This week marked the first anniversary of the historic peace pact, known as the "Declaration of Principles," signed by Israel and the Palestine Liberation Organization.
It gave Palestinians the beginnings of a homeland - what they hope will eventually become a state - and Israelis the opportunity to end their state of belligerence with the Arabs.So what has been accomplished in a year?
Most deadlines have been missed. It took six months to agree on just three access roads for Israeli settlers in the Gaza Strip; eight months for self-rule to actually begin in Gaza and the West Bank town of Jericho; 10 months for PLO chief Yasser Arafat to return from exile and take up residence there.
Elections to a Palestinian Legislative Council, originally set for July 13, still have not been held. They are now supposed to take place in October, but may occur as late as December.
Meanwhile, many Palestinians openly grumble about Arafat's autocratic ways and wonder if he even wants an election.
What Israel calls "early empowerment" - giving the Palestinians control over five spheres of civilian government in the rest of the West Bank - also has been delayed. So far, only education has been turned over; the Palestinians are still waiting for health, taxation, tourism and social welfare.
The Israelis say they will not extend self-rule to the whole of the West Bank until the PLO curbs Islamic militants bent on derailing the accord.
Palestinian police are, in fact, arresting members of Hamas and Islamic Jihad, but they have not been able to prevent terrorist attacks on Israelis - just as Israel is having a hard time restraining its Jewish militants.
Yet, despite the security problems, the tortuous pace of negotiations and the lack of progress in resolving some disputes, such as water-sharing, the Israel-PLO accord has held.
That in itself is a major achievement, given the mutual suspicion on both sides.
Internationally, the benefits have been more tangible for Israel than for the Palestinians.
Long treated as a pariah, Israel now is recognized by 146 of the 185 member states of the United Nations, including the Vatican. Thirty countries established diplomatic relations with Israel after the Madrid peace talks of October 1991 and 18 more did so after the Declaration of Principles was signed Sept. 13, 1993.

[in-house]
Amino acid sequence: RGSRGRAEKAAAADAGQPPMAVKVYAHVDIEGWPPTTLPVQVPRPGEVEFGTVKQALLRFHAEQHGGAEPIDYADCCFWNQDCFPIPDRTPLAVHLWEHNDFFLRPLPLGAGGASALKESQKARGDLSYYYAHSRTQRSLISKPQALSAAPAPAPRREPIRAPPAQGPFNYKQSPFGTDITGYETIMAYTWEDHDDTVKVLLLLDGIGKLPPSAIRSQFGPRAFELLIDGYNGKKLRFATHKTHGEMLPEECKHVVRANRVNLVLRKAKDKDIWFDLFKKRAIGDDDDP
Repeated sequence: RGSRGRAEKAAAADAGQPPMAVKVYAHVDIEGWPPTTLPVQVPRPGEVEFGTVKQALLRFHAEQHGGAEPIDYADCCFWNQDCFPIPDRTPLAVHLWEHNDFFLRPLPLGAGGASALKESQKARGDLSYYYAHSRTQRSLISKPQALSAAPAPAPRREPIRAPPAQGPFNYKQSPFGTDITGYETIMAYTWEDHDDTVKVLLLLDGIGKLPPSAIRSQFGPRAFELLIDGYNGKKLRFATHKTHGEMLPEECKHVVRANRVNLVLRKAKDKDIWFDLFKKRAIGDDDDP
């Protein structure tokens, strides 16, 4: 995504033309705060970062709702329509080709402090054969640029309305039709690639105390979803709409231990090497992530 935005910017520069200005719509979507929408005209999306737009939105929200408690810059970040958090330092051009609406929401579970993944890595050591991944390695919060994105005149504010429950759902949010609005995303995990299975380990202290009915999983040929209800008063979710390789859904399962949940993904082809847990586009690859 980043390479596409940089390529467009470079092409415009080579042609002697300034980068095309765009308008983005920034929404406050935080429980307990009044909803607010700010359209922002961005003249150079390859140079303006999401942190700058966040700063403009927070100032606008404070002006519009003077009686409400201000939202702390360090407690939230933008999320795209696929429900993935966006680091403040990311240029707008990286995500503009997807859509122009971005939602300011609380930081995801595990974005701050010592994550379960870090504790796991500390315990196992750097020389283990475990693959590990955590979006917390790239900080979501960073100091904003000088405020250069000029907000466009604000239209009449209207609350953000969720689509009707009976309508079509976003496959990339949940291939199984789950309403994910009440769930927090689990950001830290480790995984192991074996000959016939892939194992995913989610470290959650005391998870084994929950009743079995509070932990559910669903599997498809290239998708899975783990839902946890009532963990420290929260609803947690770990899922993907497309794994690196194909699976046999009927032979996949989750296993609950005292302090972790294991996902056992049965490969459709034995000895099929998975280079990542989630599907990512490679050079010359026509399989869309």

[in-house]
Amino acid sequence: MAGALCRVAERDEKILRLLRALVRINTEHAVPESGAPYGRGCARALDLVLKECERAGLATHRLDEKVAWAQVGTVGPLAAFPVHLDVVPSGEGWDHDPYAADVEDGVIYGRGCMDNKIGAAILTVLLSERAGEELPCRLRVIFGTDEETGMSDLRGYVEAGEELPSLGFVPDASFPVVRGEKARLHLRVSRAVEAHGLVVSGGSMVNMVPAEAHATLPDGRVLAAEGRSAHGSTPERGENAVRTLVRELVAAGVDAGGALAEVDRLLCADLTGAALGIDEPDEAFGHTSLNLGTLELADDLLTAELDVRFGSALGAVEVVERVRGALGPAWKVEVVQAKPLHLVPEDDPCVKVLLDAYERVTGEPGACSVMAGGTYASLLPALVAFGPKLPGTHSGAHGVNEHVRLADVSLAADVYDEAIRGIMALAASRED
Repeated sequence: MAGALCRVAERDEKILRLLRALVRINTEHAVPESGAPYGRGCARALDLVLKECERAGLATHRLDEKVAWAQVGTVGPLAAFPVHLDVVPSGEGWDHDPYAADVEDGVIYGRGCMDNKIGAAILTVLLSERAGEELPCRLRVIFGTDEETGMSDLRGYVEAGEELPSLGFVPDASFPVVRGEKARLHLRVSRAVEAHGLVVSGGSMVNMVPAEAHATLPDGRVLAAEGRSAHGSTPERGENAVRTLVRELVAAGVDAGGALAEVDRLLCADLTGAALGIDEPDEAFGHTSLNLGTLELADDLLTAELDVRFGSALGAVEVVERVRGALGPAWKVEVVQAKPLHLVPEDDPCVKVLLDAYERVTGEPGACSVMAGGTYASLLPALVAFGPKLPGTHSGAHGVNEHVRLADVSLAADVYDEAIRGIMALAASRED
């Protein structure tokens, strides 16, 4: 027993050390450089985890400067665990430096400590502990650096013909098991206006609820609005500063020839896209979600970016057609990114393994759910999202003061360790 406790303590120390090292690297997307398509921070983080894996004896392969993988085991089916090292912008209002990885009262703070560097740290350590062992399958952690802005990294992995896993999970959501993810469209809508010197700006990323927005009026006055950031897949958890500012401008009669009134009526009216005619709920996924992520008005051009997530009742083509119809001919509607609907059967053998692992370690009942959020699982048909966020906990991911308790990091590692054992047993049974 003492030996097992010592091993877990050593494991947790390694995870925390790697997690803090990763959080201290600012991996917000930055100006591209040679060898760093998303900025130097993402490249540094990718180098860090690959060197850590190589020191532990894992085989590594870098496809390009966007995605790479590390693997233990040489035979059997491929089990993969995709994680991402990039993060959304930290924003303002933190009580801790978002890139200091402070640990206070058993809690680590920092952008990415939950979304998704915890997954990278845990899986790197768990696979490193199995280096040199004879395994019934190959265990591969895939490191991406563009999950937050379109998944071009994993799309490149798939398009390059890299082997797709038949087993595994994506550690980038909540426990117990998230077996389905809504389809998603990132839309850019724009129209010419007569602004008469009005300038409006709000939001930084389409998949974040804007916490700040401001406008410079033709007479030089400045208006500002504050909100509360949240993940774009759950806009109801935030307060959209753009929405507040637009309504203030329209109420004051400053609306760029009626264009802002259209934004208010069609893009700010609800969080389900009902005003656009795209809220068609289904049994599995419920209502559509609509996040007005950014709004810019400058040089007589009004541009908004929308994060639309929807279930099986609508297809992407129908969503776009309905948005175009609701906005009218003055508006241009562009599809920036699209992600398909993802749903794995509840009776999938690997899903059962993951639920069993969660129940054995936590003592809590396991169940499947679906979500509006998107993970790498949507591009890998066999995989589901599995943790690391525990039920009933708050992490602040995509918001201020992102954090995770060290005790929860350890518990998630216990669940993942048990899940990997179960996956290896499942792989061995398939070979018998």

Israel's biggest breakthrough at the regional level was ending the formal state of war that existed with Jordan. The agreement, signed July 25 at the White House, capped a perceptible thaw in Israel's "cold peace" with Egypt. But negotiations with Syria remain stalled over the terms of an Israeli withdrawal from the Golan Heights.
Even so, the Arab economic boycott of Israel is virtually extinct. Besides doing business with Egypt and Jordan, Israeli firms are negotiating tourism, trade and investment contracts with Morocco, Tunisia, Saudi Arabia, Lebanon, Dubai, Oman and Qatar.
In contrast, the Arab states that once championed the Palestinian cause have contributed very little of the $2.4 billion in foreign aid pledged to the PLO by the international community.
And only Germany has opened a representative office in the self-rule area - others are waiting to see how well the PLO governs before they commit themselves.
Life for the average Palestinian has seen little improvement so far, particularly in Gaza. The Strip remains a teeming slum, crammed with 800,000 people and mountains of garbage. There is 50 percent unemployment, no infrastructure to speak of and a severe shortage of potable water.
The West Bank is 16 times larger, home to 1.7 million Palestinians, and much more capable of being self-sustaining. But that region poses another problem: If it took six months to haggle over the security of 4,000 Jewish settlers in Gaza, how long will it take to ensure the safety of 120,000 Israelis in 144 West Bank settlements, some inside Arab cities?